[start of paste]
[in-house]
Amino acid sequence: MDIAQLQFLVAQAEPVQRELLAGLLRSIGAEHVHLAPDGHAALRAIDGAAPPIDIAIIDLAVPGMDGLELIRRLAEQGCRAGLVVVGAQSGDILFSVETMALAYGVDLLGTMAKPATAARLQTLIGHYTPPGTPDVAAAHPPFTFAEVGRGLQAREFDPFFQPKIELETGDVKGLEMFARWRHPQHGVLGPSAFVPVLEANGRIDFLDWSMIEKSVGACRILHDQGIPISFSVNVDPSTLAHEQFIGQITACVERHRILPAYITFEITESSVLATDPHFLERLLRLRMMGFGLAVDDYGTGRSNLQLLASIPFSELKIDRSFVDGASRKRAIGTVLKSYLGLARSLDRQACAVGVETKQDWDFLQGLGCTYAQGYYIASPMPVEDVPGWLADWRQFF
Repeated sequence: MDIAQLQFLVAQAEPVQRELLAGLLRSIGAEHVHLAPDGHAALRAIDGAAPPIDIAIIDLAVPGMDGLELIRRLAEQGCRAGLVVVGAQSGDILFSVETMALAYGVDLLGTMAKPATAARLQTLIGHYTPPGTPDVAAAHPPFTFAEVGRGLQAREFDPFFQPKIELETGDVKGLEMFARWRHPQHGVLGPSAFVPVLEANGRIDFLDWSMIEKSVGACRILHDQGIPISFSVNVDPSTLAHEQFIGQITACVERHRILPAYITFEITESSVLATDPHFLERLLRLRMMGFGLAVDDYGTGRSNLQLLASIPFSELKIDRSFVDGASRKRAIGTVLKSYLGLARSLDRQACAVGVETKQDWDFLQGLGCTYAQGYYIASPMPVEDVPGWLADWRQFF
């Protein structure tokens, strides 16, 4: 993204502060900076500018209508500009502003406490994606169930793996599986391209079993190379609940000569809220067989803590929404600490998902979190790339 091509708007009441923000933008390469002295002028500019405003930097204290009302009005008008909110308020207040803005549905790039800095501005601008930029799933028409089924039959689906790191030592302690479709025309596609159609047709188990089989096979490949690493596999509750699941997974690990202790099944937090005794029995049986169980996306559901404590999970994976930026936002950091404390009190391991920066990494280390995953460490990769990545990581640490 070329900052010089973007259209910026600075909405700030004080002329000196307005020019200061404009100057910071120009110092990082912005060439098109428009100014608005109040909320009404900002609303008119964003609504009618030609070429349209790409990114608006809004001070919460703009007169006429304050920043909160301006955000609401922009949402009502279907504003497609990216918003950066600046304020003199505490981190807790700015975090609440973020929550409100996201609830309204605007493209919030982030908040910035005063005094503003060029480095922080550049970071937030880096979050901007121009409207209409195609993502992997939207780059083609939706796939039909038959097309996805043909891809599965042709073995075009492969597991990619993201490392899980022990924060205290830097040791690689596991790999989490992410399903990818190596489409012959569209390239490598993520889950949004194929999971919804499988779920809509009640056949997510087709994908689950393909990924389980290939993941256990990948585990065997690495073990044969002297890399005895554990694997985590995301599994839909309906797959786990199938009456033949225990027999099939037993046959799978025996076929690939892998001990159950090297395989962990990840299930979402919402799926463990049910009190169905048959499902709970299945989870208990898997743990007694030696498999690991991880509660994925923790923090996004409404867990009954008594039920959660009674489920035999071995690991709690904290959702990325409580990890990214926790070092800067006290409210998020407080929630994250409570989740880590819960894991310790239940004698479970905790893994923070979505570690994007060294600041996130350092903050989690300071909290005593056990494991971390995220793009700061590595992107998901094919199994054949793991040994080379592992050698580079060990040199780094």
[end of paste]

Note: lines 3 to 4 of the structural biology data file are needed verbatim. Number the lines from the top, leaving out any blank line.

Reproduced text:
Repeated sequence: MDIAQLQFLVAQAEPVQRELLAGLLRSIGAEHVHLAPDGHAALRAIDGAAPPIDIAIIDLAVPGMDGLELIRRLAEQGCRAGLVVVGAQSGDILFSVETMALAYGVDLLGTMAKPATAARLQTLIGHYTPPGTPDVAAAHPPFTFAEVGRGLQAREFDPFFQPKIELETGDVKGLEMFARWRHPQHGVLGPSAFVPVLEANGRIDFLDWSMIEKSVGACRILHDQGIPISFSVNVDPSTLAHEQFIGQITACVERHRILPAYITFEITESSVLATDPHFLERLLRLRMMGFGLAVDDYGTGRSNLQLLASIPFSELKIDRSFVDGASRKRAIGTVLKSYLGLARSLDRQACAVGVETKQDWDFLQGLGCTYAQGYYIASPMPVEDVPGWLADWRQFF
């Protein structure tokens, strides 16, 4: 993204502060900076500018209508500009502003406490994606169930793996599986391209079993190379609940000569809220067989803590929404600490998902979190790339 091509708007009441923000933008390469002295002028500019405003930097204290009302009005008008909110308020207040803005549905790039800095501005601008930029799933028409089924039959689906790191030592302690479709025309596609159609047709188990089989096979490949690493596999509750699941997974690990202790099944937090005794029995049986169980996306559901404590999970994976930026936002950091404390009190391991920066990494280390995953460490990769990545990581640490 070329900052010089973007259209910026600075909405700030004080002329000196307005020019200061404009100057910071120009110092990082912005060439098109428009100014608005109040909320009404900002609303008119964003609504009618030609070429349209790409990114608006809004001070919460703009007169006429304050920043909160301006955000609401922009949402009502279907504003497609990216918003950066600046304020003199505490981190807790700015975090609440973020929550409100996201609830309204605007493209919030982030908040910035005063005094503003060029480095922080550049970071937030880096979050901007121009409207209409195609993502992997939207780059083609939706796939039909038959097309996805043909891809599965042709073995075009492969597991990619993201490392899980022990924060205290830097040791690689596991790999989490992410399903990818190596489409012959569209390239490598993520889950949004194929999971919804499988779920809509009640056949997510087709994908689950393909990924389980290939993941256990990948585990065997690495073990044969002297890399005895554990694997985590995301599994839909309906797959786990199938009456033949225990027999099939037993046959799978025996076929690939892998001990159950090297395989962990990840299930979402919402799926463990049910009190169905048959499902709970299945989870208990898997743990007694030696498999690991991880509660994925923790923090996004409404867990009954008594039920959660009674489920035999071995690991709690904290959702990325409580990890990214926790070092800067006290409210998020407080929630994250409570989740880590819960894991310790239940004698479970905790893994923070979505570690994007060294600041996130350092903050989690300071909290005593056990494991971390995220793009700061590595992107998901094919199994054949793991040994080379592992050698580079060990040199780094």